Charging infrastructure has been growing in dense urban areas, particularly in places like California, but vast swaths of the country still have limited resources. A mobile, mid-drive recharge offers a tantalizingly easy way around the quandary of searching for a charger while road tripping through remote stretches of landscape.

Even in city driving, it's possible to worry about getting stuck in traffic with a battery running low. Not so if a swarm of helpful battery bots can zip out of the sky and top you off.

A 2016 GTM Research report notes that electric-vehicle charging has already experienced tumult with company bankruptcies and cost barriers to implementation. The report lists companies such as Tesla, Siemens and General Electric as major players in the charging game.

Since that report was released, oil and gas major Royal Dutch Shell announced it will invest in smart charging stations, and cities and states have published a copious number of reports on how to improve charging infrastructure to encourage electric-vehicle use.

But few, if any, of these corporations and governments have direct and daily interaction with the public on the level of Amazon, a company which quite literally touches all aspects of many people’s lives (especially the wealthy, young urbanites who are more likely to have the funds and interest necessary to be early adopters of electric vehicles). That penetration is part of Amazon’s strategy -- and its success.

“We’ve had three big ideas at Amazon that we’ve stuck with,” founder Jeff Bezos has said. “They’re the reason we’re successful: Put the customer first. Invent. And be patient.”

The patent describes a process where Amazon’s drones can communicate with electric vehicles out on the road through servers that monitor energy usage and need.

Servers relay energy requests to drones, which would then be dispatched to meet vehicles on the road. The drones would authenticate the connection, attach to a vehicle connector on the roof or door and start fueling -- even if the car is in motion.

Run out of charge while looking at a diminutive tree? Amazon has you covered. (Detail from Amazon patent)

The whole process sounds technologically thrilling, as it is with the aircraft that pull off in-air refueling to stay aloft on a mission. In Amazon's version, there would be no human pilot handling the maneuver.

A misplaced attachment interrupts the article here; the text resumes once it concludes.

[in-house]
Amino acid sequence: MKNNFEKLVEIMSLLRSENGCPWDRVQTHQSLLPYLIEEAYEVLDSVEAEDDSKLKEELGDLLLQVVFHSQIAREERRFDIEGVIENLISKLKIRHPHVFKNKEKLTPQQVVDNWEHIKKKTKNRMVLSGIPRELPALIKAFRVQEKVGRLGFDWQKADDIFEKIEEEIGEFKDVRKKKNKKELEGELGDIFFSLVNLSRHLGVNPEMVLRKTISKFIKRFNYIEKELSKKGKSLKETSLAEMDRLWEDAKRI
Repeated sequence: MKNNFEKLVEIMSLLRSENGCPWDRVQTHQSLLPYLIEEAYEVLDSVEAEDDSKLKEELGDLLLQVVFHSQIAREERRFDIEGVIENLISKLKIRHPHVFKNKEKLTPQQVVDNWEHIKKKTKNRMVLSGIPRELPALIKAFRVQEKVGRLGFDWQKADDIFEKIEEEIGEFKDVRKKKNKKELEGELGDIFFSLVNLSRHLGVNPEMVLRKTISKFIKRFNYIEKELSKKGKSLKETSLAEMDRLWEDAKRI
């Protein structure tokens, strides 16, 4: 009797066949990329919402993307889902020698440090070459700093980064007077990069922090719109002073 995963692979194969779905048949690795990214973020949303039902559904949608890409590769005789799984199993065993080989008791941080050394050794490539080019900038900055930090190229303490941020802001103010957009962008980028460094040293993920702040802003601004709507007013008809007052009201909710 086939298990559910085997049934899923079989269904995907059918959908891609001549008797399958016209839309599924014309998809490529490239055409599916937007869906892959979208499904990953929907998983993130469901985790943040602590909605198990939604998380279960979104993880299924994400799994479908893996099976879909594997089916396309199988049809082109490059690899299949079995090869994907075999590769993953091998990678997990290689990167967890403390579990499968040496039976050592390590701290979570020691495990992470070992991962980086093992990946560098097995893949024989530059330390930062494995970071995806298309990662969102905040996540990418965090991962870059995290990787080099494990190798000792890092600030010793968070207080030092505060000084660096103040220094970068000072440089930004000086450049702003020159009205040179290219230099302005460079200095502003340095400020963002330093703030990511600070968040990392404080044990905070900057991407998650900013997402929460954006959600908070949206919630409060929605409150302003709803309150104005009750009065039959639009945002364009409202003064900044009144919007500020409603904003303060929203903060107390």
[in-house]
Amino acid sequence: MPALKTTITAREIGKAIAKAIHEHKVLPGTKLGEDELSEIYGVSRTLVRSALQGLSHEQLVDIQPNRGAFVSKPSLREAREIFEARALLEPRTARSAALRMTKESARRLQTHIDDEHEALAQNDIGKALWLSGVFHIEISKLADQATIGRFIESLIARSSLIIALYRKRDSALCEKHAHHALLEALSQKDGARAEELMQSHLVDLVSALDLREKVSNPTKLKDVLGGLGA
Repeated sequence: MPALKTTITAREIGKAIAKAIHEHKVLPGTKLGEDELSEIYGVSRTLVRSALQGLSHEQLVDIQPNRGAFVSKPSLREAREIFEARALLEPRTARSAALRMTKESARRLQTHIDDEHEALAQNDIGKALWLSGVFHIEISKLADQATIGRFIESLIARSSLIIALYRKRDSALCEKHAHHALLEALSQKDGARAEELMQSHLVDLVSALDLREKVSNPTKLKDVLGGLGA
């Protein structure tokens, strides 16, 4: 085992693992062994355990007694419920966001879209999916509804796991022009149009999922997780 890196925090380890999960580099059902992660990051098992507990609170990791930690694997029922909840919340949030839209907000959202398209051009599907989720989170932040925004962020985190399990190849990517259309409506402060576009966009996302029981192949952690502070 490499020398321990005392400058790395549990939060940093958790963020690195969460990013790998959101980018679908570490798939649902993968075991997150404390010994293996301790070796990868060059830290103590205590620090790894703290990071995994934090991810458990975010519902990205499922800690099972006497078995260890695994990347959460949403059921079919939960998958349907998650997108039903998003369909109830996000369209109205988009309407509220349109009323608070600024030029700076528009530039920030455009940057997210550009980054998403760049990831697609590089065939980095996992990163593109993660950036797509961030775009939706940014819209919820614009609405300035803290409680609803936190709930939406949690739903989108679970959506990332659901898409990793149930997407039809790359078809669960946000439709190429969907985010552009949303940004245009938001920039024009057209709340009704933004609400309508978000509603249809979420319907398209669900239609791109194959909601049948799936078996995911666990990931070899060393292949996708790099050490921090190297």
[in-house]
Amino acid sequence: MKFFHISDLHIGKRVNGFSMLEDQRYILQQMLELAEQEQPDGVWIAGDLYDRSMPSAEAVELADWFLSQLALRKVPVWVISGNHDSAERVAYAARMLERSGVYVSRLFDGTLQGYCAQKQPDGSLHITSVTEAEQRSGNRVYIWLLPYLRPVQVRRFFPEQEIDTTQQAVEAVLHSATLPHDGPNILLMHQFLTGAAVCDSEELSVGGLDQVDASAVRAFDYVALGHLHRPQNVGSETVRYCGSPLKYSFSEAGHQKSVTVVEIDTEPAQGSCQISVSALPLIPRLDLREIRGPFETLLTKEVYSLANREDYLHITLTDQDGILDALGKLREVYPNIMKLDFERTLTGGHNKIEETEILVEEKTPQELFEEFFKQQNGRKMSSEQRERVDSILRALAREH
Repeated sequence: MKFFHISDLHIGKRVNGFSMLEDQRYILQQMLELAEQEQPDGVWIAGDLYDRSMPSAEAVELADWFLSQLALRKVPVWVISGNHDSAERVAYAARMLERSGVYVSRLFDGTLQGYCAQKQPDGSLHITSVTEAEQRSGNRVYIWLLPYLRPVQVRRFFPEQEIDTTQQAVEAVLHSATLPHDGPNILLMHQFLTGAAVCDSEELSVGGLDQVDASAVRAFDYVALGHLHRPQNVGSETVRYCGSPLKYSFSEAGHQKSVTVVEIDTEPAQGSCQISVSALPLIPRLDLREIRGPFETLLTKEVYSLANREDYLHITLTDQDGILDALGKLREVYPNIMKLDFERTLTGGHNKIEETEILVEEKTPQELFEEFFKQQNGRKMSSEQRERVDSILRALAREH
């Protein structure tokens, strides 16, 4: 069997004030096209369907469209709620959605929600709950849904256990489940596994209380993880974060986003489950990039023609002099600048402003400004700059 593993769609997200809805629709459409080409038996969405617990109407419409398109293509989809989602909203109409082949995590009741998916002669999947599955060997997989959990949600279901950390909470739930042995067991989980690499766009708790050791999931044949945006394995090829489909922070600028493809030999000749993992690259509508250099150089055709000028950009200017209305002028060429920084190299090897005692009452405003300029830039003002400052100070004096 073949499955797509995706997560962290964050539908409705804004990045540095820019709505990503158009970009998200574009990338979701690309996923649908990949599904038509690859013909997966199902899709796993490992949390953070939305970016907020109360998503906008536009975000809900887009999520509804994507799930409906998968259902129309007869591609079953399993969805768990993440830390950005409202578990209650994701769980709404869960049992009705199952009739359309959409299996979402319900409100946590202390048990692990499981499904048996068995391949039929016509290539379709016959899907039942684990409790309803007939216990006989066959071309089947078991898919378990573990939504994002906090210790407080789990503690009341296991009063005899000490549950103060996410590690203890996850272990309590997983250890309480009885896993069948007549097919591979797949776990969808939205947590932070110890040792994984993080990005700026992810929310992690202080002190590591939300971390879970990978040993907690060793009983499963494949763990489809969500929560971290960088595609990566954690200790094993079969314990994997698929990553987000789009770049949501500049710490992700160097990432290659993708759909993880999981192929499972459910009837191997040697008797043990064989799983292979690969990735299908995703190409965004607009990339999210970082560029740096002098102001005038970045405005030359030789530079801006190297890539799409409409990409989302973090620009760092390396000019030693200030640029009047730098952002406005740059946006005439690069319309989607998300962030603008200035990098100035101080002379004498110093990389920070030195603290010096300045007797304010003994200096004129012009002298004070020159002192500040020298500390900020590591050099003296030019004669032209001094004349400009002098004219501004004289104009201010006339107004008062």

A similar process could also deliver traditional fuels, the patent notes. But the technology has more opportunity to disrupt electric-vehicle charging and dwarf the nearly 45,000 public chargers now installed in the United States.

The commercialization of this process is still a ways off. Would it come as part of an Amazon Prime subscription? How do you order one while driving? What's the range on the drones themselves?

However it goes, this wouldn't be Amazon's first foray into the advanced car space.

The patent comes a year after the announcement that Amazon’s virtual personal assistant, Alexa, would be featured in the models of three Ford electric cars. Maybe that answers the practical question of ordering a refill: "Alexa, send me your nearest drone battery."

And just months ago, Amazon bought into hydrogen fuel-cell forklift company Plug Power. Electric car pioneer Elon Musk, for one, has long derided hydrogen fuel cells, but their charge time is much shorter than that of currently available batteries.

In recent years, lithium-ion battery costs have fallen precipitously, while hydrogen remains quite an expensive alternative. The new patent may demonstrate that Amazon hopes to stake out a piece of the traditional battery market, as well.

Amazon's true intentions, though, are hard to surmise because of its tight-lipped culture. “Jeff Bezos’ e-commerce and cloud-storage giant is opaque,” Farhad Manjoo wrote in August of last year for The New York Times. “It values surprise.”